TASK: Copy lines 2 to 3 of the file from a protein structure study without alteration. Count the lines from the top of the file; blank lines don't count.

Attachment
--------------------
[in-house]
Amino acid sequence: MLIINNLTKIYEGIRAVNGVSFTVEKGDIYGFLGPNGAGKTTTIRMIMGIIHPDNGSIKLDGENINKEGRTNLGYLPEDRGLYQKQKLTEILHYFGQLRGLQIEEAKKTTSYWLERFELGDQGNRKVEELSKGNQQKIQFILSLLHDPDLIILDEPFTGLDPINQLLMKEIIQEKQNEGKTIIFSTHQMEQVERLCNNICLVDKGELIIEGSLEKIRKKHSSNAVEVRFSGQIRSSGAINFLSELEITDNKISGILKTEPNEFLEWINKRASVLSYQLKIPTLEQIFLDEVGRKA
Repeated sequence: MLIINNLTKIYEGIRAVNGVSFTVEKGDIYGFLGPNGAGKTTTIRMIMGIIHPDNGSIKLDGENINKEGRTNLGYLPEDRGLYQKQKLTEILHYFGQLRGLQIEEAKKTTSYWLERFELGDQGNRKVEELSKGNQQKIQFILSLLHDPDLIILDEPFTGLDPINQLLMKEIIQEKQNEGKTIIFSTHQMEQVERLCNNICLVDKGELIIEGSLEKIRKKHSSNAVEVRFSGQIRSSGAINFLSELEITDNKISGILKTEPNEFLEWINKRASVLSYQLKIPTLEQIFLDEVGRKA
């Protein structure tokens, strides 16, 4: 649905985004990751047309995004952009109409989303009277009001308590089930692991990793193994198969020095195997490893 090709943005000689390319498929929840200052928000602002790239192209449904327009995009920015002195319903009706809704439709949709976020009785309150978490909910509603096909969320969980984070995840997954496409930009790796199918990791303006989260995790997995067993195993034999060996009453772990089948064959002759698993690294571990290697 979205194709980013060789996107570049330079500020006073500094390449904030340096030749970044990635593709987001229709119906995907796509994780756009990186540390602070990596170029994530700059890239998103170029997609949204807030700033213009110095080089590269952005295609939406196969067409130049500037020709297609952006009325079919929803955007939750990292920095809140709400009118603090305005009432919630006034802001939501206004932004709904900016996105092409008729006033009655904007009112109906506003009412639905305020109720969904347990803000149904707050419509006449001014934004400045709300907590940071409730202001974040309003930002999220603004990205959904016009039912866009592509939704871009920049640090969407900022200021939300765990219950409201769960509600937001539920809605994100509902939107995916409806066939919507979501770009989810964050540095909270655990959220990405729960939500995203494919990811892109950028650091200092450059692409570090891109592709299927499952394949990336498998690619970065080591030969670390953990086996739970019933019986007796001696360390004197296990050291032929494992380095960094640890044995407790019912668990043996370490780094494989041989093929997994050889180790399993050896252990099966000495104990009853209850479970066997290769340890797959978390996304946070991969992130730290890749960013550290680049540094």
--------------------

Amino acid sequence: MLIINNLTKIYEGIRAVNGVSFTVEKGDIYGFLGPNGAGKTTTIRMIMGIIHPDNGSIKLDGENINKEGRTNLGYLPEDRGLYQKQKLTEILHYFGQLRGLQIEEAKKTTSYWLERFELGDQGNRKVEELSKGNQQKIQFILSLLHDPDLIILDEPFTGLDPINQLLMKEIIQEKQNEGKTIIFSTHQMEQVERLCNNICLVDKGELIIEGSLEKIRKKHSSNAVEVRFSGQIRSSGAINFLSELEITDNKISGILKTEPNEFLEWINKRASVLSYQLKIPTLEQIFLDEVGRKA
Repeated sequence: MLIINNLTKIYEGIRAVNGVSFTVEKGDIYGFLGPNGAGKTTTIRMIMGIIHPDNGSIKLDGENINKEGRTNLGYLPEDRGLYQKQKLTEILHYFGQLRGLQIEEAKKTTSYWLERFELGDQGNRKVEELSKGNQQKIQFILSLLHDPDLIILDEPFTGLDPINQLLMKEIIQEKQNEGKTIIFSTHQMEQVERLCNNICLVDKGELIIEGSLEKIRKKHSSNAVEVRFSGQIRSSGAINFLSELEITDNKISGILKTEPNEFLEWINKRASVLSYQLKIPTLEQIFLDEVGRKA